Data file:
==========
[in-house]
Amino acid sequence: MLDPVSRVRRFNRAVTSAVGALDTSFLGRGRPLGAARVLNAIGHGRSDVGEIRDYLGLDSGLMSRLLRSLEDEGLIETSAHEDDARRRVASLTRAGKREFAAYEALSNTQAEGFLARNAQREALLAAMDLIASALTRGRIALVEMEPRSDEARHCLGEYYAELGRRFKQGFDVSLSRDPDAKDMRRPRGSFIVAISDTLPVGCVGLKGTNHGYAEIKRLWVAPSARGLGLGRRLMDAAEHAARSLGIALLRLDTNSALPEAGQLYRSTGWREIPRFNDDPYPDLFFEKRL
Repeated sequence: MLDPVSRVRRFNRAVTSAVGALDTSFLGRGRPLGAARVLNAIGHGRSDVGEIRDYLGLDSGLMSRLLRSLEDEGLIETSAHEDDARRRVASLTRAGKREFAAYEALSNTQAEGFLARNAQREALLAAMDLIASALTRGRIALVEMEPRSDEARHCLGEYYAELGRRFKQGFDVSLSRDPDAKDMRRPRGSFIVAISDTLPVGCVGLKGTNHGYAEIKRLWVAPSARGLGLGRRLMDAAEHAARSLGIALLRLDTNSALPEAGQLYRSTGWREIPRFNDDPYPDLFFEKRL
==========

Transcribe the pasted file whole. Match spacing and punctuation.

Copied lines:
[in-house]
Amino acid sequence: MLDPVSRVRRFNRAVTSAVGALDTSFLGRGRPLGAARVLNAIGHGRSDVGEIRDYLGLDSGLMSRLLRSLEDEGLIETSAHEDDARRRVASLTRAGKREFAAYEALSNTQAEGFLARNAQREALLAAMDLIASALTRGRIALVEMEPRSDEARHCLGEYYAELGRRFKQGFDVSLSRDPDAKDMRRPRGSFIVAISDTLPVGCVGLKGTNHGYAEIKRLWVAPSARGLGLGRRLMDAAEHAARSLGIALLRLDTNSALPEAGQLYRSTGWREIPRFNDDPYPDLFFEKRL
Repeated sequence: MLDPVSRVRRFNRAVTSAVGALDTSFLGRGRPLGAARVLNAIGHGRSDVGEIRDYLGLDSGLMSRLLRSLEDEGLIETSAHEDDARRRVASLTRAGKREFAAYEALSNTQAEGFLARNAQREALLAAMDLIASALTRGRIALVEMEPRSDEARHCLGEYYAELGRRFKQGFDVSLSRDPDAKDMRRPRGSFIVAISDTLPVGCVGLKGTNHGYAEIKRLWVAPSARGLGLGRRLMDAAEHAARSLGIALLRLDTNSALPEAGQLYRSTGWREIPRFNDDPYPDLFFEKRL